New Exercise Hormone may Protect Against Brain Changes in Dementia
Tuesday, April 2nd, 2019
We know exercise is good for our brain, but how?
It is well known that regular exercise protects against cognitive decline. The evidence underpins the World Health Organization recommendation that adults aged 65 years and over participate in a minimum 150 minutes of aerobic exercise each week. However, researchers haven’t yet been able to identify how or why exercise is so good for us.
In last month’s issue of Nature Medicine, a team of Brazilian and Canadian scientists suggest that the recently discovered hormone, irisin, released by our muscles during exercise to promote energy metabolism, may hold the key. Their study formed three parts.
Irisin was reduced in brains of people with Alzheimer’s
They first found that irisin levels are reduced in the hippocampi of individuals with Alzheimer’s disease – the area of the brain critical for memory and learning.
Irisin protected against the unhealthy brain changes that occur in dementia
Next, the team sought to identify precisely what the hormone does to the brain by experimenting with mice. They found that reducing irisin levels in mice brains impaired their memory; and that then boosting levels of irisin rescued these impairments. Interestingly, they found that giving mice irisin, reduced the unhealthy brain changes that occur in response to the build-up of beta-amyloid, a key culprit in brain cell death and the development of Alzheimer’s disease.
Irisin facilitated the beneficial effects of exercise on memory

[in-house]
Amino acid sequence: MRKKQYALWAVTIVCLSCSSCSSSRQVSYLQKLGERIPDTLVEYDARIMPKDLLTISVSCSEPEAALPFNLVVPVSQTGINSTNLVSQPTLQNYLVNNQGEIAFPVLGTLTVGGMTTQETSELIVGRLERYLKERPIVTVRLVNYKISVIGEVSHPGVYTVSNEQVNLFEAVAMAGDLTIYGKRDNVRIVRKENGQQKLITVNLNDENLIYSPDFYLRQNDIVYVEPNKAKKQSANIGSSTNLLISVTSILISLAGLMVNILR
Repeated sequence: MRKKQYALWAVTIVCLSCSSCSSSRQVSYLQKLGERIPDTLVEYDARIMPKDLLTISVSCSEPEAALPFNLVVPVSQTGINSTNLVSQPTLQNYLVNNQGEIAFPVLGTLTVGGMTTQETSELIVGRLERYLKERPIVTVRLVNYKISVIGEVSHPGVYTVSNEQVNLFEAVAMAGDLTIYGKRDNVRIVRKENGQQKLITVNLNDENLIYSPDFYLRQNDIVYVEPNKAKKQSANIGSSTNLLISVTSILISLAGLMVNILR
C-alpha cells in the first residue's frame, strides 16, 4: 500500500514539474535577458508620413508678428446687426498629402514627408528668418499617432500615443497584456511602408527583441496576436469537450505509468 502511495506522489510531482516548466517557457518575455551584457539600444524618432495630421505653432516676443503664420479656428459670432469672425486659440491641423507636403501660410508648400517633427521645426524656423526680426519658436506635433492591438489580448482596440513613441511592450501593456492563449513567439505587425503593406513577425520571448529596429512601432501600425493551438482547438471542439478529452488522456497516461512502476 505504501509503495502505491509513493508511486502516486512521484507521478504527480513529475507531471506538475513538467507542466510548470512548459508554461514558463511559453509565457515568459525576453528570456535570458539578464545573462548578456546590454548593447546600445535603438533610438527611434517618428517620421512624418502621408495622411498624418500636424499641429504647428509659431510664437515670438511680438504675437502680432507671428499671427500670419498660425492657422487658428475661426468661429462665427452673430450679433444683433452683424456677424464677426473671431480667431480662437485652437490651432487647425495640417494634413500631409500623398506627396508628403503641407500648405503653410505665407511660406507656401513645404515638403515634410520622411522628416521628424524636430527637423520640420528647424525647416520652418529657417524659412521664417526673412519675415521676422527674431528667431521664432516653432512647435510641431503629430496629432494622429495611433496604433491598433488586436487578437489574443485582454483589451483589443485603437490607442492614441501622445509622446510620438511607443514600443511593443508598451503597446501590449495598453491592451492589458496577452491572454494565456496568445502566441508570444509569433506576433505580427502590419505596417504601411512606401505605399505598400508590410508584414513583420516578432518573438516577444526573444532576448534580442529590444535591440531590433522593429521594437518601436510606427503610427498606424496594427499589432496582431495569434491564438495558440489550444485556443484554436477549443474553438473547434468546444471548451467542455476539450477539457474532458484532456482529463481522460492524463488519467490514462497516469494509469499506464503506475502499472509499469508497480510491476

Lastly, the researchers tested the link between exercise and memory and the brain, by giving the mice an infusion of beta-amyloid and making them swim an hour every day, five days a week, for five weeks. Swimming increased irisin levels in the mice and reduced or stopped the unhealthy brain changes and memory loss associated with beta-amyloid. Compellingly, when the mice had their irisin production blocked, the benefits of swimming on memory and the brain were completely eliminated.
A reason to sweat
Taken together, these early findings suggest that exercise protects against dementia via the production of irisin. They add to the mounting evidence supporting the relationship between lifestyle factors and dementia, and provide another source of encouragement to exercise and keep healthy. For many people, especially those with age-related conditions such as heart disease, arthritis, or dementia, it may not be possible to exercise regularly, and drugs designed to mimic the effects of irisin could potentially bring some of the benefits of physical activity to people who are less able to exercise. The findings have only been validated in mice, and such ideas lay far into the future, with any new drug needing to go through several years of testing before it is trialled with humans; but for now, the findings open a promising new area of research.
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